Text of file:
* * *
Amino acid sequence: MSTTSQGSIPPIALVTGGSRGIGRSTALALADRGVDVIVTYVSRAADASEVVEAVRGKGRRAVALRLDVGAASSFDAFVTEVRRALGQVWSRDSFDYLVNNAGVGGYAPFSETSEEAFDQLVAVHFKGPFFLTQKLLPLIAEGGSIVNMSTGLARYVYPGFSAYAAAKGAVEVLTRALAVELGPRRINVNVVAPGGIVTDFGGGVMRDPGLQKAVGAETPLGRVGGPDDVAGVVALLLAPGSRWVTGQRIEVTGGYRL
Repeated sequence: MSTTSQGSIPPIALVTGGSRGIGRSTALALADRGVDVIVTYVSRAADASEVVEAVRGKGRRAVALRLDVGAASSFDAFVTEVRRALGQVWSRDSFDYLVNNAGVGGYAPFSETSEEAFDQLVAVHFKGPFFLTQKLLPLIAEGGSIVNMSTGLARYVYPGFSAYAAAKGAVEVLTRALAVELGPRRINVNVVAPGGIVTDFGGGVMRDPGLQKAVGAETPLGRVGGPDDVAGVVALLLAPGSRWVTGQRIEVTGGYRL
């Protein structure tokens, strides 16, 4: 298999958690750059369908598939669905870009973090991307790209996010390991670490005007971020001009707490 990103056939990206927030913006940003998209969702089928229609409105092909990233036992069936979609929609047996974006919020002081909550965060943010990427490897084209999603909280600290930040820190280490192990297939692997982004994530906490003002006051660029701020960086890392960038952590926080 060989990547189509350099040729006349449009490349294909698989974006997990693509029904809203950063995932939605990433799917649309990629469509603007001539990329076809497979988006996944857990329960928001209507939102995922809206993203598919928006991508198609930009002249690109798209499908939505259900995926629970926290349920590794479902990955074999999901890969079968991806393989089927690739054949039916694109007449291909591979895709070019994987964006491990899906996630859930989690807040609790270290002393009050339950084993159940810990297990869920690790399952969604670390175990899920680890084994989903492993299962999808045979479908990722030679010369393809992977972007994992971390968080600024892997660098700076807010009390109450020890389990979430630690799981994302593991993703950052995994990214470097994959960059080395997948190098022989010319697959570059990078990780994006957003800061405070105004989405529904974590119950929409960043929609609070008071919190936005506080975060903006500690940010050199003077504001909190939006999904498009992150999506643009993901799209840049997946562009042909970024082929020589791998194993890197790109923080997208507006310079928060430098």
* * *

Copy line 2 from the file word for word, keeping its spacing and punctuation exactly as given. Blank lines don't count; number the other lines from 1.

Repeated sequence: MSTTSQGSIPPIALVTGGSRGIGRSTALALADRGVDVIVTYVSRAADASEVVEAVRGKGRRAVALRLDVGAASSFDAFVTEVRRALGQVWSRDSFDYLVNNAGVGGYAPFSETSEEAFDQLVAVHFKGPFFLTQKLLPLIAEGGSIVNMSTGLARYVYPGFSAYAAAKGAVEVLTRALAVELGPRRINVNVVAPGGIVTDFGGGVMRDPGLQKAVGAETPLGRVGGPDDVAGVVALLLAPGSRWVTGQRIEVTGGYRL